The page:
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    You're right. Americans are done with quality, thinking ahead and supporting their neighbors. Our myopic perception of the world begins and ends with themselves more now than any time I can remember. We are insulated from each other, and our scope of the effect of our actions is limited to when something comes into our house and when it leaves in a dumpster or trash can. The "virtual" attitudes we are being sold is false. We tend to have concern about the immediate cost of things and fail to see down the road.

    That narrow view combined with national ADD is destructive and shows up in everything we do. Politics is no different from what we chose for a cereal or toothpaste. It's become part of our consumeristic mindset. We think we want one thing then we change our minds (or have them changed for us) and we can't even remember what was good about our old preferences.
  24. PATSNUTme

    PATSNUTme Paranoid Homer Moderator Staff Member PatsFans.com Supporter

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    #75 Jersey
    The 2 parties are fractured by special interest. It's always been that way but now it's even more so now.

    Until we start electing people who will put country ahead of party, it won't get fixed. We need more than one wave election to do this. And then throw them out if the fail to act in the interest of the country.

    It's going to take a long time. Money is corrupting the politics of the country whether it be groups, unions, businesses or individuals. I really don't know how this can be stopped except for term limits.

    It make help to make all positions, Reps, Senate, and President 4 year terms, 2 terms per person. Reps have to raise money every 2 years so they never stop, A bad Senator keeps his job for 6 years.

    Then we can throw them all out at once with them all running every 4 years. I was against term limits until recently.

    Also, I don't see how we can make much progress until the breakdown of the family is changed. And we keep throwing more an more money at education and it does not get any better. The main reason are the family breakdown and that schools are spending too much time on social problems.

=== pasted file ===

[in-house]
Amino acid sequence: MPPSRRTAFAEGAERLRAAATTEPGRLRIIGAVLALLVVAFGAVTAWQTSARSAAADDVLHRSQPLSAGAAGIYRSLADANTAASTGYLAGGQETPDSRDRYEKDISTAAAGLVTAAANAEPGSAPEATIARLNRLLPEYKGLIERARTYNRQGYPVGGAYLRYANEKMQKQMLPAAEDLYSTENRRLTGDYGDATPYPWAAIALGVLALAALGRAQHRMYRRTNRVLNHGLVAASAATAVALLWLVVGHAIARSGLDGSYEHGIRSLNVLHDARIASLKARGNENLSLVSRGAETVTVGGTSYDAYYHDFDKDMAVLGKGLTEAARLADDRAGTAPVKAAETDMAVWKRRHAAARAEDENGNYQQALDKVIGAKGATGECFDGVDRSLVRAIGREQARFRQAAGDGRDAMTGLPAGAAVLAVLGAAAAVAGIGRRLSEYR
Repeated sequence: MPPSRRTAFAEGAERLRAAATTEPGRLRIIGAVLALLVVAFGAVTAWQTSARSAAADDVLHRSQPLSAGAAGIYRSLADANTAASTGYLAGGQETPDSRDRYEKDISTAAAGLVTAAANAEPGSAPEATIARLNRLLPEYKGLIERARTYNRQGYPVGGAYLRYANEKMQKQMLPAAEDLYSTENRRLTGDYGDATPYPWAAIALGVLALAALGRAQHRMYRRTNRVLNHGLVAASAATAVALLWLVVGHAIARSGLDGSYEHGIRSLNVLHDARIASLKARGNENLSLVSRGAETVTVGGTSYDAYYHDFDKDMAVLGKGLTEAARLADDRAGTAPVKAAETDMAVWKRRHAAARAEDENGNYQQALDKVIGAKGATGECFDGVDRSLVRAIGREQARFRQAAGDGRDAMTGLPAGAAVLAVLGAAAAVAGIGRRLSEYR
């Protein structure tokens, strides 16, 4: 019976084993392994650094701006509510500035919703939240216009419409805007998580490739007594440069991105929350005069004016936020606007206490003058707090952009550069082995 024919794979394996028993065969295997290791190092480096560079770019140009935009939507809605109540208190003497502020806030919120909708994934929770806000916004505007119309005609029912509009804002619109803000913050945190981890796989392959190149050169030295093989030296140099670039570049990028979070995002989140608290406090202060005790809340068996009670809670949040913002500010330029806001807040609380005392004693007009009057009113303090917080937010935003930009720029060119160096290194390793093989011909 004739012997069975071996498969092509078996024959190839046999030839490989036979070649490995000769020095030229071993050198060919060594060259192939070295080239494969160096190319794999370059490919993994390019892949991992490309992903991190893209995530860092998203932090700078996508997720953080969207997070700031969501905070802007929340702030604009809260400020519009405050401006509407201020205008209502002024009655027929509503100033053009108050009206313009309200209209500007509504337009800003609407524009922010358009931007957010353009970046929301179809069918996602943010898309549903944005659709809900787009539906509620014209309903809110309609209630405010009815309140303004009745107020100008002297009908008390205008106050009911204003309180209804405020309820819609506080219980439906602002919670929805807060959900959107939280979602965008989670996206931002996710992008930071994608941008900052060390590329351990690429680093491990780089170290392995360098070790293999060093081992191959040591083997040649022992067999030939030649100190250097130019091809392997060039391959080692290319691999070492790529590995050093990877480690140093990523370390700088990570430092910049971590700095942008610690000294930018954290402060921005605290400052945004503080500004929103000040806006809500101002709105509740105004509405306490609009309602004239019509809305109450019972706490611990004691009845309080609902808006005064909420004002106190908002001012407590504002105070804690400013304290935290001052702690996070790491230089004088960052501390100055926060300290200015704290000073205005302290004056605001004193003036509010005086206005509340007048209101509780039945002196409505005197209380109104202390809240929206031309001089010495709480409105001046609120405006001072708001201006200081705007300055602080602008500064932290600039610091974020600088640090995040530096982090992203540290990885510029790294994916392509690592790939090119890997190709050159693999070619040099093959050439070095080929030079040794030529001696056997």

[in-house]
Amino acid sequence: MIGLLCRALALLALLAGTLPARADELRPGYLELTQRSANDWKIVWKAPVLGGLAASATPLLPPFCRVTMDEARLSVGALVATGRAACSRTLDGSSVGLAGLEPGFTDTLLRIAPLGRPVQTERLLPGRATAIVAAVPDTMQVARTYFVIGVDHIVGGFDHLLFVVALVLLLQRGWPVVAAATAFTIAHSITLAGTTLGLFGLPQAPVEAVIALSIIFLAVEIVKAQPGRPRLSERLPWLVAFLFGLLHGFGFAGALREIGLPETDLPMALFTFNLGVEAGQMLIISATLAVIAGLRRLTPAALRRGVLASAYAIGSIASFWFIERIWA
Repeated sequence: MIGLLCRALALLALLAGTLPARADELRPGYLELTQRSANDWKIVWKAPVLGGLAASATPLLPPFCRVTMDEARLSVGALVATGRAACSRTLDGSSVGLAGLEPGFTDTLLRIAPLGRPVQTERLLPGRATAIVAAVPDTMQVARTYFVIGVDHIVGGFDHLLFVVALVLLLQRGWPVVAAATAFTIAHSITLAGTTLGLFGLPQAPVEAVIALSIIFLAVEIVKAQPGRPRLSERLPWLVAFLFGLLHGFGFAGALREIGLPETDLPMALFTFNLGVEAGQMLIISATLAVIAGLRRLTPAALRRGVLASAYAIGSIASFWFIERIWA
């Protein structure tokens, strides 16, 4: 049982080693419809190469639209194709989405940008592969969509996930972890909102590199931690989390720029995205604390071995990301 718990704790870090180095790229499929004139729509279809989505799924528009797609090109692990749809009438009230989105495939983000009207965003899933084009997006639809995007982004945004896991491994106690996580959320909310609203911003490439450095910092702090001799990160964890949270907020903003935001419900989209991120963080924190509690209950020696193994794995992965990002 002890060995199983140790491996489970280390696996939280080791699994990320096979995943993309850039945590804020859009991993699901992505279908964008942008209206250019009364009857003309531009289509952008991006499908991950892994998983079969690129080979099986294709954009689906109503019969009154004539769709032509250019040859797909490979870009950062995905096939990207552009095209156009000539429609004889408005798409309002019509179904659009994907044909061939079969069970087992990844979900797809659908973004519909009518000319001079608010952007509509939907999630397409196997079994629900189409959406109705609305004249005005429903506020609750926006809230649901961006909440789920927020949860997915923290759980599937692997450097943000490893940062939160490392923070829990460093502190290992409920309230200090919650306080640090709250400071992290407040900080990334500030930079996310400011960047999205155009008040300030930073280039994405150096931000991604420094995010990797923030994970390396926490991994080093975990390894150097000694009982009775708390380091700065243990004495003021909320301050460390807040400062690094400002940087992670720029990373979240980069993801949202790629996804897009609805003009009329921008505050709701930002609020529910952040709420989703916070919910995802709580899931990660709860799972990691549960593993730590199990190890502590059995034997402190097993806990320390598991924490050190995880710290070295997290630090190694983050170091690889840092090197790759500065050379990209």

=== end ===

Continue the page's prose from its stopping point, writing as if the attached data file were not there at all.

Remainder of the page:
Last edited: Jan 30, 2011
  25. PatsFanInVa

    PatsFanInVa PatsFans.com Supporter PatsFans.com Supporter

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    Okay, please nobody spazz, but I'm going to put the phrase "breakdown of the family" in quotes here, because it stands in for so many different and related phenomena:

    - A move from the extended family to the nuclear family as the focal group within which a lot of kids are raised;

    - A move from a multigenerational model (Maybe great-grandparents, grandparents, parents, kids in one home) to a two-generational model (parents/kids);

    - An increase in births out of wedlock & single-parent homes;

    - The rise of the "Brady Bunch" mix/match family, with the normalization of divorce.

    - Oddly enough never mentioned: the greatly extended adolescence in modern liberal democracies, in which middle class kids and up are not expected to be adults until their mid-20s, if then. Here I use the standard definition: responsible enough to support oneself and/or raise a family. This is even true of the poor, when compared with kids a few centuries back, who would do farm work all day every day, get married at 14, make a bunch of new hungry mouths to feed, then lose half of them in childbirth.

    I would argue that all these phenomena that are packed into the phrase "breakdown of the family" are effects, rather than causes.

    America is about liberty. So goes the national ideology. People take that to mean a lot of things. When people declare "I'm buying what I want to buy, screw you and your 'national agenda' on pricing," they're expressing that liberty -- sorry, that's a very "conservative" fact of life, but it's a fact of life. We are a nation founded on rights and liberty -- in this way it makes sense that Kennedy said "Ask not what your country can do for you." HOwever, "Ask what you can do for your country" falls on the altar of Ayn Randian objectivism. "Nut-uh. It costs less," we say. "That's what we fought the Revolution for."